Interactive Approaches for Karaoke By: Bill Smith

April 8, 2008 by Mobile Beat Staff Writer

This installment of Karaoke is going to deal with some ideas that you can use to spice up your shows, and these are good for ANY age group, demographic makeup, or group size. First off, many of the things that a DJ would use in a normal non-Karaoke show will work at a Karaoke show. Although the focus is different, and the primary goal is to get people up to sing, they still want to party and have a good time. There are several keys to successfully executing interactivity at Karaoke shows, and we will cover them here.
Karaoke vs. Dance: 


When I did clubs, I was always torn between pleasing my audience and the night club owner. The owner wanted more dance music, and the Karaoke singers wanted more Karaoke. This was a classic catch 22, because the owner never realized that the ONLY reason patrons were there WAS to sing!! However, his motivation was to get more alcohol sales AND do Karaoke. Of course, none of us have ever run into that problem have we? The way I solved that problem was to schedule 4 or 5 very intense dance sets interspersed through at least one or two full rotations of Karaoke singers. The way I used to lead this in was after my last singer at the bottom of my rotation was done was simply to slam on the Electric Slide, and follow on with some fast dance music (at least 120bpm on up) for my first set. The 2nd set I slammed on the Macarena, and followed on the same way. Use the most popular dance tunes to pack your floor, then make them sweat. They got thirsty, crowded the bar, and ordered more drinks, everyone was happy. Here’s a tip to pass on to your club owners. Ask them to put out free Tortilla Chips and salsa. Keep it going all night long, and as the night progresses, people will order more drinks, increasing the sales. Do those intense dance sets, and the combination of dry Tortilla chips and fast dance music WILL produce more sales.

Karaoke Games:

I like to use several approaches:

Scary Karaoke:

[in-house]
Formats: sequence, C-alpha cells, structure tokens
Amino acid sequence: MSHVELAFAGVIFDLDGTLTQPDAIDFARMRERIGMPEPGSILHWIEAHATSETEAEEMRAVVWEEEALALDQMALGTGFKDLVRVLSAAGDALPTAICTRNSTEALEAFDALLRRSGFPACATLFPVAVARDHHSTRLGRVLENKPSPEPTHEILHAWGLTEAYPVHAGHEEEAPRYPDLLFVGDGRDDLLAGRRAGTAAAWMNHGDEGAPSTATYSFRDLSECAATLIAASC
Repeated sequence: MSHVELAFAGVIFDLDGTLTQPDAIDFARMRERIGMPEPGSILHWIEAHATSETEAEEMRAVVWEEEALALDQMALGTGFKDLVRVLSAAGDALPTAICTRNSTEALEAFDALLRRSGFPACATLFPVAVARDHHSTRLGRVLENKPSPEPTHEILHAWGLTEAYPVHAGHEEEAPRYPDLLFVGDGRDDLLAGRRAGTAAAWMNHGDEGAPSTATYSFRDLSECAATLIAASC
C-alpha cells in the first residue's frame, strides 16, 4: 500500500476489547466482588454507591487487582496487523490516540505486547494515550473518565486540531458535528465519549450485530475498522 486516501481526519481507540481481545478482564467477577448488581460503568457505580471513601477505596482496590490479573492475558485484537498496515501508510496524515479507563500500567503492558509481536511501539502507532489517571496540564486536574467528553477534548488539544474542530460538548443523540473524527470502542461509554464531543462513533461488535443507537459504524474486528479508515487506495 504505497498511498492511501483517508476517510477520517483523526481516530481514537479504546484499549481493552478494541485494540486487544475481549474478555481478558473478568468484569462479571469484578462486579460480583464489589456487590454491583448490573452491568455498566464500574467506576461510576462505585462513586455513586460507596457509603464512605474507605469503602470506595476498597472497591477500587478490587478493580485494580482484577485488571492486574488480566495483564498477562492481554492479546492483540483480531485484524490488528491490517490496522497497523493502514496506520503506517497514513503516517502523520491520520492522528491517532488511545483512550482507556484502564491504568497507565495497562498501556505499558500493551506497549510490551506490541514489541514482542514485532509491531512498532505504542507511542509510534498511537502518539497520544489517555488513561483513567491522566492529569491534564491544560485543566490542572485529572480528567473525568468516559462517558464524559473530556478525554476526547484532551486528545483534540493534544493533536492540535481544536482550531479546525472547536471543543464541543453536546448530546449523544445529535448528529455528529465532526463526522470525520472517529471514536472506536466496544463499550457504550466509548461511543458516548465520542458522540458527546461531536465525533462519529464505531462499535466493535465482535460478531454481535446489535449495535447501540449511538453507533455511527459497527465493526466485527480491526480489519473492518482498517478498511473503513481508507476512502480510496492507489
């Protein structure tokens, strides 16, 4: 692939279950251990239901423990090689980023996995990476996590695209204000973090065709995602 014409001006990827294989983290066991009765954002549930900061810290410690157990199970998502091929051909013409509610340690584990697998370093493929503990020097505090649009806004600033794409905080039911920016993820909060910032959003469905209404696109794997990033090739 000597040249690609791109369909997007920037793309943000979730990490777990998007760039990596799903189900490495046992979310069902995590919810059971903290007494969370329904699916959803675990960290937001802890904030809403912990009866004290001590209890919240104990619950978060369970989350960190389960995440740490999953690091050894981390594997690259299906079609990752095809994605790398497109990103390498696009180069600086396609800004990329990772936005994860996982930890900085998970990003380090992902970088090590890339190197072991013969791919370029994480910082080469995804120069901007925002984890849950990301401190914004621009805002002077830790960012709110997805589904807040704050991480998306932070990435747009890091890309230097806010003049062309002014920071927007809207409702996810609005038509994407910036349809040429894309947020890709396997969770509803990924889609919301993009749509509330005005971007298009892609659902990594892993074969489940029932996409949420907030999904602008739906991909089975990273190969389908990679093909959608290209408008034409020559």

One is what I call Skaraoke, in which you announce that you have a tune loaded up, and the first singer that can answer your trivia question and bring you the right answer written on a napkin gets to sing the song. You announce that these tunes do NOT count against a singer’s regular rotation position. So if Johnny is signed up to sing a song right after these tunes, and he wins the trivia contest, he will sing twice in a space of 5-10 minutes. Of course, you load up a really silly song that is either hard to do, like “Beat It”, or load up a very well known song that someone can vamp to such as “Like a Virgin”…. Do two or three of these in a row, get the singers up, then go back to the regular rotation.

Wrong gender duets:

This is exactly like it sounds. Get the club to put up (or buy yourself) a six pack of beer in an iced bucket. Announce to the crowd exactly what you want…which is two volunteers to sing an unidentified song that is the wrong gender. (I E two guys sing “Does He Love You”, or two girls sing a Righteous Brothers tune). Give them the big warm up announcement, play the tune, and let the fun begin. Occasionally, you will get two singers that will really nail a tune and they will get a huge ovation.

Novelty songs:

Announce to the audience that you need several guys and girls to sing Love Shack. This wonderfully tacky tune attracts the mid 30’s crowd like no other tune. Go to other shows in your area to pick up tunes that really seem to get the crowd going, and are group participation songs, and use these in your shows as novelty tunes.